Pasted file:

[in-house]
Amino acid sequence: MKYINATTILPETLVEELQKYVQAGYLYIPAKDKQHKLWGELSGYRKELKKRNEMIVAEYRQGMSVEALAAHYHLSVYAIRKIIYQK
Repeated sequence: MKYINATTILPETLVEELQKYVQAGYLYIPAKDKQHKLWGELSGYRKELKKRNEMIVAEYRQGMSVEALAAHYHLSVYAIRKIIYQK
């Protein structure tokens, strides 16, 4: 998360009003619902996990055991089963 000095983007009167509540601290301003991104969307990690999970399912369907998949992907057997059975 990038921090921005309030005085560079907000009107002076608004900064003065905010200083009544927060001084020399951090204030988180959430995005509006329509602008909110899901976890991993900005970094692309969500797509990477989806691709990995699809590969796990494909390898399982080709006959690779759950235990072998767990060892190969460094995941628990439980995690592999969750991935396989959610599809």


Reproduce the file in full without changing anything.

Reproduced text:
[in-house]
Amino acid sequence: MKYINATTILPETLVEELQKYVQAGYLYIPAKDKQHKLWGELSGYRKELKKRNEMIVAEYRQGMSVEALAAHYHLSVYAIRKIIYQK
Repeated sequence: MKYINATTILPETLVEELQKYVQAGYLYIPAKDKQHKLWGELSGYRKELKKRNEMIVAEYRQGMSVEALAAHYHLSVYAIRKIIYQK
């Protein structure tokens, strides 16, 4: 998360009003619902996990055991089963 000095983007009167509540601290301003991104969307990690999970399912369907998949992907057997059975 990038921090921005309030005085560079907000009107002076608004900064003065905010200083009544927060001084020399951090204030988180959430995005509006329509602008909110899901976890991993900005970094692309969500797509990477989806691709990995699809590969796990494909390898399982080709006959690779759950235990072998767990060892190969460094995941628990439980995690592999969750991935396989959610599809």